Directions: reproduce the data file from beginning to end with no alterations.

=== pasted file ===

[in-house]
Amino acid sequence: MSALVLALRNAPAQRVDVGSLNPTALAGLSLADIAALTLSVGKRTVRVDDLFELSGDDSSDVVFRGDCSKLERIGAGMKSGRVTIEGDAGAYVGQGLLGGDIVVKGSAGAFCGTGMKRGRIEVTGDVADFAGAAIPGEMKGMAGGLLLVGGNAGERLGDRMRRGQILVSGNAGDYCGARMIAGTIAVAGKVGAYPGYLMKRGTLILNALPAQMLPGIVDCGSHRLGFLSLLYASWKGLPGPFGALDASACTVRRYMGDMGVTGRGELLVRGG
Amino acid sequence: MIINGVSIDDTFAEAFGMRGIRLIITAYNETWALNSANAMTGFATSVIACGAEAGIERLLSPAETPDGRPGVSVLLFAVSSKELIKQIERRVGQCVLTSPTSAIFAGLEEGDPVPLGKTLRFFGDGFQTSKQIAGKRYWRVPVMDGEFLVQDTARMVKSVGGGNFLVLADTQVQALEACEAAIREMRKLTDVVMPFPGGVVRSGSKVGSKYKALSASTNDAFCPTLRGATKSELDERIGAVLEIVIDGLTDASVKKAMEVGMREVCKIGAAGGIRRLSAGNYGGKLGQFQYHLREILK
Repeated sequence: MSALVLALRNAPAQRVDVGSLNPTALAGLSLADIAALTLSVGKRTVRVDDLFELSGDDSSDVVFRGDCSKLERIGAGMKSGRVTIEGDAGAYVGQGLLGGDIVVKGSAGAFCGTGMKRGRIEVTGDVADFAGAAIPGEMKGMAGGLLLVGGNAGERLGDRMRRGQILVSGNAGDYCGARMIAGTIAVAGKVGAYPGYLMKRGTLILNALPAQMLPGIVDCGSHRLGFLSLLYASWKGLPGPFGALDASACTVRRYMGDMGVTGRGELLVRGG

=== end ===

[in-house]
Amino acid sequence: MSALVLALRNAPAQRVDVGSLNPTALAGLSLADIAALTLSVGKRTVRVDDLFELSGDDSSDVVFRGDCSKLERIGAGMKSGRVTIEGDAGAYVGQGLLGGDIVVKGSAGAFCGTGMKRGRIEVTGDVADFAGAAIPGEMKGMAGGLLLVGGNAGERLGDRMRRGQILVSGNAGDYCGARMIAGTIAVAGKVGAYPGYLMKRGTLILNALPAQMLPGIVDCGSHRLGFLSLLYASWKGLPGPFGALDASACTVRRYMGDMGVTGRGELLVRGG
Amino acid sequence: MIINGVSIDDTFAEAFGMRGIRLIITAYNETWALNSANAMTGFATSVIACGAEAGIERLLSPAETPDGRPGVSVLLFAVSSKELIKQIERRVGQCVLTSPTSAIFAGLEEGDPVPLGKTLRFFGDGFQTSKQIAGKRYWRVPVMDGEFLVQDTARMVKSVGGGNFLVLADTQVQALEACEAAIREMRKLTDVVMPFPGGVVRSGSKVGSKYKALSASTNDAFCPTLRGATKSELDERIGAVLEIVIDGLTDASVKKAMEVGMREVCKIGAAGGIRRLSAGNYGGKLGQFQYHLREILK
Repeated sequence: MSALVLALRNAPAQRVDVGSLNPTALAGLSLADIAALTLSVGKRTVRVDDLFELSGDDSSDVVFRGDCSKLERIGAGMKSGRVTIEGDAGAYVGQGLLGGDIVVKGSAGAFCGTGMKRGRIEVTGDVADFAGAAIPGEMKGMAGGLLLVGGNAGERLGDRMRRGQILVSGNAGDYCGARMIAGTIAVAGKVGAYPGYLMKRGTLILNALPAQMLPGIVDCGSHRLGFLSLLYASWKGLPGPFGALDASACTVRRYMGDMGVTGRGELLVRGG